Improving ground school effectiveness through improved notetaking

11% OF A LECTURE is all that first year college students typically capture in their notes, according to research.1

Hmmm, it that us the case for college students, what must it be like for the 50 year old aviation student taking a private pilot ground school. Part of the issue stems from the ability to organiza ones thoughts on paper. When the subject material is new, capturing the highpoints can be quite problematic, and before too long, ones notepad ends up looking like a big fubared mess. Even more so, is the inherrant distraction of notetaking in and of itself. In the past, it was common to provide handouts to the students before the lecture. Such notes would be completely filled in with all the relevant detail. Unfortunately, what this does, is it allows the student to be passive, rather than forcing their active involvement in the lecture.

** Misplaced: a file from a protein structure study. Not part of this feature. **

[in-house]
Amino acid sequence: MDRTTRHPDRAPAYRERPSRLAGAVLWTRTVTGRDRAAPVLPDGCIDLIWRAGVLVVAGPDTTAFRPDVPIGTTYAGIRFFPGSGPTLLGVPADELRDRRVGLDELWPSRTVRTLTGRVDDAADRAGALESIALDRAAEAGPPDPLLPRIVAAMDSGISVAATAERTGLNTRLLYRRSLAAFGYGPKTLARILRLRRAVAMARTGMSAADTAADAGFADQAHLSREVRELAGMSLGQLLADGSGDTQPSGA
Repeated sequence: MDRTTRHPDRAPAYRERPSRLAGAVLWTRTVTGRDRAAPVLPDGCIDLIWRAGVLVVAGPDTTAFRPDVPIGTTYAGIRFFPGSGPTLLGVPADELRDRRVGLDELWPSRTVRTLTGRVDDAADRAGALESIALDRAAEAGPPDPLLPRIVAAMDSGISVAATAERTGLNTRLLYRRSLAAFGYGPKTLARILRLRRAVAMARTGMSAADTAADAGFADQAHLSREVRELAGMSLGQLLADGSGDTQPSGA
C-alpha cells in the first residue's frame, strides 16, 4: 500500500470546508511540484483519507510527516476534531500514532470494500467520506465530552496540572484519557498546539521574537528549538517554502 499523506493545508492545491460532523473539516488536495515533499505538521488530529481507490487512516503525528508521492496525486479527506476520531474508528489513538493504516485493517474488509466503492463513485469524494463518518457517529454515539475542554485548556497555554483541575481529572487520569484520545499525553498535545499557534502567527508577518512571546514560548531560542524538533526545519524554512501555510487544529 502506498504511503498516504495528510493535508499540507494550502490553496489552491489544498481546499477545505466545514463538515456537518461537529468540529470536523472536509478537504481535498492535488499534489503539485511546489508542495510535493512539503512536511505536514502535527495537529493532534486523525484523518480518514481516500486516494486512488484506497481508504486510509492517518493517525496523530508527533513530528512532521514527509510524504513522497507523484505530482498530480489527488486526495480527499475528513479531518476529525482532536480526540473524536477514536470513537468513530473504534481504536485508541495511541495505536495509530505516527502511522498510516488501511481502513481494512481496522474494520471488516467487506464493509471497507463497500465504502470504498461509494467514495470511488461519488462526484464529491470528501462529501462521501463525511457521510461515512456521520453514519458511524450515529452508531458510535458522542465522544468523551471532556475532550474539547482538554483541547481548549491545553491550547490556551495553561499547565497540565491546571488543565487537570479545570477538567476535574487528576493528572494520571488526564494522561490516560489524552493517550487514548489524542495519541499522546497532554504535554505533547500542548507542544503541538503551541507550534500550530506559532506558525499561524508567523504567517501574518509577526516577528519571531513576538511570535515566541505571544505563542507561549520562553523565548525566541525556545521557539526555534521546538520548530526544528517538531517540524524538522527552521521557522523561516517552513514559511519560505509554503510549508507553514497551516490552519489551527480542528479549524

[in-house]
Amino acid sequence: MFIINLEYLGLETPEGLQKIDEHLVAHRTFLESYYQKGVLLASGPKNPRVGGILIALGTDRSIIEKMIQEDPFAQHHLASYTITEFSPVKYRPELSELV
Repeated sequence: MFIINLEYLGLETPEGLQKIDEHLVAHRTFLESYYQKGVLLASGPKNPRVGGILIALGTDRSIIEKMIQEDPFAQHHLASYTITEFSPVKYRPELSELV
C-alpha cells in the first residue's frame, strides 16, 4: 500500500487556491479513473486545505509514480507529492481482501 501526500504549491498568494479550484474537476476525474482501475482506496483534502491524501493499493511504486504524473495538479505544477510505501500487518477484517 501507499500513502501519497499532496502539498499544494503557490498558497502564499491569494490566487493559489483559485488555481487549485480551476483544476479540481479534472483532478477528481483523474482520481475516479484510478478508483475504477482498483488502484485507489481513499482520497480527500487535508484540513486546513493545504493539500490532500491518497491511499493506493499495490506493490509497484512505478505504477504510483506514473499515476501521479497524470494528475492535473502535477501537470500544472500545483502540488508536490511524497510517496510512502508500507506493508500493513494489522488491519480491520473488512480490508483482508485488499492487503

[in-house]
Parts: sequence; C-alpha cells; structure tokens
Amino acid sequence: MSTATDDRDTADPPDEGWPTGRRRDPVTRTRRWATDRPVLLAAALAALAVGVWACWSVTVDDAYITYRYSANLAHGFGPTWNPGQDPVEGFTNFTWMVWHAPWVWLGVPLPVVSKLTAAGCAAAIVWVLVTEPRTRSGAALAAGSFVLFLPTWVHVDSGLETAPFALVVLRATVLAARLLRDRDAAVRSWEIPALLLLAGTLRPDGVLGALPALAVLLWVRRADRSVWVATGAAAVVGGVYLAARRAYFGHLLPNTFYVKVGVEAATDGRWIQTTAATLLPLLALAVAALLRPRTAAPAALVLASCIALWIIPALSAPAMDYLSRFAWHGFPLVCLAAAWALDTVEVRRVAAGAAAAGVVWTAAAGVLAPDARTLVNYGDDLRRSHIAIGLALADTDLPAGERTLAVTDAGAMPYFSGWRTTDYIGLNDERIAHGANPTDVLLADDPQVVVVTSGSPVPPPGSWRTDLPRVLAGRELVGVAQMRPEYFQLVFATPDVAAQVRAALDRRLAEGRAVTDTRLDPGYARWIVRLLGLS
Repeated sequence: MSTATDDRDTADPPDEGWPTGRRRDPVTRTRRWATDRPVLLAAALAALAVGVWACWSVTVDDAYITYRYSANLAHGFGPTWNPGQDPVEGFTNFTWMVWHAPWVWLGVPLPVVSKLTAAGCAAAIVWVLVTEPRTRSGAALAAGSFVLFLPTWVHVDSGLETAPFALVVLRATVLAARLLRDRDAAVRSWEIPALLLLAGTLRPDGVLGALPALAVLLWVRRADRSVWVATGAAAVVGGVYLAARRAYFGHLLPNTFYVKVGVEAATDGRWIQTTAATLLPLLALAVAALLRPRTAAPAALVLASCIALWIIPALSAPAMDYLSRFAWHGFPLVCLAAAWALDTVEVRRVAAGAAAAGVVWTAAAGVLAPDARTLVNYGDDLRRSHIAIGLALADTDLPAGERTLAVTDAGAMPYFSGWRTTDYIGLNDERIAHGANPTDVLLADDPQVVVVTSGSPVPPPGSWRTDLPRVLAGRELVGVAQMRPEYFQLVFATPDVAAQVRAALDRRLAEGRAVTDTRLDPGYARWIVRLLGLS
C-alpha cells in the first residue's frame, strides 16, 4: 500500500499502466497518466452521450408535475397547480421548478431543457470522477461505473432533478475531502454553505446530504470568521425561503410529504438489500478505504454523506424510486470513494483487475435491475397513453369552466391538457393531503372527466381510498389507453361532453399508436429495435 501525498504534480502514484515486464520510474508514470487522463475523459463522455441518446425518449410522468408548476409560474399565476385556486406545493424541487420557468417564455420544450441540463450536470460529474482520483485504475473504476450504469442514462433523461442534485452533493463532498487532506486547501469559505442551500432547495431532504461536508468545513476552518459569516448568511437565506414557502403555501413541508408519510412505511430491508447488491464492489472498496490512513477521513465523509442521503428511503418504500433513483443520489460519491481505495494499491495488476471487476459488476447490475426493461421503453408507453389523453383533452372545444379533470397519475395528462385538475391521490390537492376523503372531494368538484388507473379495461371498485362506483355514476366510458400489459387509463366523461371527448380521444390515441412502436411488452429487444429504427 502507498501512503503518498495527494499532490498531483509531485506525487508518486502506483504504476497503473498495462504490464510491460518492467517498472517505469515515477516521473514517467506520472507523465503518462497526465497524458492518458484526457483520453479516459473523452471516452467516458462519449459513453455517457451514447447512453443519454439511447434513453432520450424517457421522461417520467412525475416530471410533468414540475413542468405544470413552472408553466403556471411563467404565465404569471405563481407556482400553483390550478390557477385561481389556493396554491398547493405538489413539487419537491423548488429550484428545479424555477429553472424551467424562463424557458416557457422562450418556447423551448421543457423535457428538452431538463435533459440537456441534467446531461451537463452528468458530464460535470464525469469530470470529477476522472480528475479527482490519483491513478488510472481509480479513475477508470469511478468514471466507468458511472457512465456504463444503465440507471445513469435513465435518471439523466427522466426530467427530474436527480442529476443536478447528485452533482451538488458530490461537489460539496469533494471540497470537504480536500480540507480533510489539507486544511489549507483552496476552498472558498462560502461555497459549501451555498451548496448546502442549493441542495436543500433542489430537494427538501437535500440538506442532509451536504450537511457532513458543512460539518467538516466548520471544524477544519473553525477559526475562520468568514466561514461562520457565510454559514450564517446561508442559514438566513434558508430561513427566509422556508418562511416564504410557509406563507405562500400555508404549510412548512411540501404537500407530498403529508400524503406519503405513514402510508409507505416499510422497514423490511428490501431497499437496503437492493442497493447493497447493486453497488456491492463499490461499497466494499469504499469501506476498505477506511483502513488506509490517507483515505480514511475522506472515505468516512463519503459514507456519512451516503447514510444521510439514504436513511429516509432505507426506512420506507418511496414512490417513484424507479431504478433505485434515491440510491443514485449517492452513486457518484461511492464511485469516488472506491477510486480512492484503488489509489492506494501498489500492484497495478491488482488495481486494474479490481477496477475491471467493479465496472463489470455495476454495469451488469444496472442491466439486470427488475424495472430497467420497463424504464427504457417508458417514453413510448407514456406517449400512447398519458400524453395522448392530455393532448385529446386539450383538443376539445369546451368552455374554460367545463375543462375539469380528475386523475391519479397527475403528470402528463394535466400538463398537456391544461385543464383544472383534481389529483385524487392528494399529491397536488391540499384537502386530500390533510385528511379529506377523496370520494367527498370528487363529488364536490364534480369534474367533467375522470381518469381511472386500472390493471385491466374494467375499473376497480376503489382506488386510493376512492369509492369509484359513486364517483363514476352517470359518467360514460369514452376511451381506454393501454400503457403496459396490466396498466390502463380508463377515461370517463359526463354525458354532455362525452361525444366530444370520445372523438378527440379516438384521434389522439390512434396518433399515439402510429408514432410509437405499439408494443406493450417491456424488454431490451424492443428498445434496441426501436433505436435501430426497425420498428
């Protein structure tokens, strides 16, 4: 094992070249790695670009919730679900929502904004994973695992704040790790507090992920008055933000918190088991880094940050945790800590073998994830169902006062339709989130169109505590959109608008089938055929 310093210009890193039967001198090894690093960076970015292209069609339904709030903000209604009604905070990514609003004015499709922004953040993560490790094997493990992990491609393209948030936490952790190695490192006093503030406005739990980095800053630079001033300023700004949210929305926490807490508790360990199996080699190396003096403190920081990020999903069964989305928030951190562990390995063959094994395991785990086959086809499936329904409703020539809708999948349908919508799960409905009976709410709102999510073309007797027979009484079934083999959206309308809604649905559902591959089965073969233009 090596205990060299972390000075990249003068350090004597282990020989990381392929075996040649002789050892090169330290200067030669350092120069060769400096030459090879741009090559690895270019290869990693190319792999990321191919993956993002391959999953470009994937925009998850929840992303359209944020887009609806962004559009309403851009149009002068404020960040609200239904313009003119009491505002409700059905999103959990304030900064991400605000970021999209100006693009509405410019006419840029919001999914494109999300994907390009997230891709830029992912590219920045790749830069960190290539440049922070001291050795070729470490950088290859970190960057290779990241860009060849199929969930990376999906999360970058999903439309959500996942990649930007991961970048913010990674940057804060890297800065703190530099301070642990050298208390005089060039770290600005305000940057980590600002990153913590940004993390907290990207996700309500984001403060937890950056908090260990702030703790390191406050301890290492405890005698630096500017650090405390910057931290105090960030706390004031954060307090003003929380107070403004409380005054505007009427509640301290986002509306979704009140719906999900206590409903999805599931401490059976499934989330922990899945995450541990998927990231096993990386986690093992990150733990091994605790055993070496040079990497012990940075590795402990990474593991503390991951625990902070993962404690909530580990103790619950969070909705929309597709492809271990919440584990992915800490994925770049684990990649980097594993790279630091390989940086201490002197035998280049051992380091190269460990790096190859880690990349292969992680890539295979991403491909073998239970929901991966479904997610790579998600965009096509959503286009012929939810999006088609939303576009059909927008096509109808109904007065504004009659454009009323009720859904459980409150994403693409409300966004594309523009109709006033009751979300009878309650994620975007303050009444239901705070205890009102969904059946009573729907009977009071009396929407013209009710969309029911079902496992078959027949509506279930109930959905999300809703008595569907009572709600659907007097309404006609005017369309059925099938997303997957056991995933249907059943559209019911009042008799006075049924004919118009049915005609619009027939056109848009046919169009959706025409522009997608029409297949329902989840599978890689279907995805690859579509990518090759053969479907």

An idea proposed by Gales2 is a compromise which provides for better student organization, and active participation The idea is a simple one, a set of key point notes at the beginning of class, for the student to fill in, followed up by a complete set of notes for the student to review at the end of class. However, such a practice is not common place, due to the resource constrants of professional educators, as noted in aeroinstructor.3

To me, this seems a golden idea, and I am definitely going to put it to use at my next ground school class. In addition, I'm going to see what sort of feedback this concept generates after trying it a session or two.


(1) Kiewra, K. A. (1985). Providing the instructor's notes: An effective addition to student notetaking. Educational Psychologist. 20. 33-39.

(2) Gales, P. (2005). Instructor-provided notes. In  B. Hoffman (Ed.), Encyclopedia of Educational Technology

(3) Amundson, R. H. (2006) Why we should look at educational psychology

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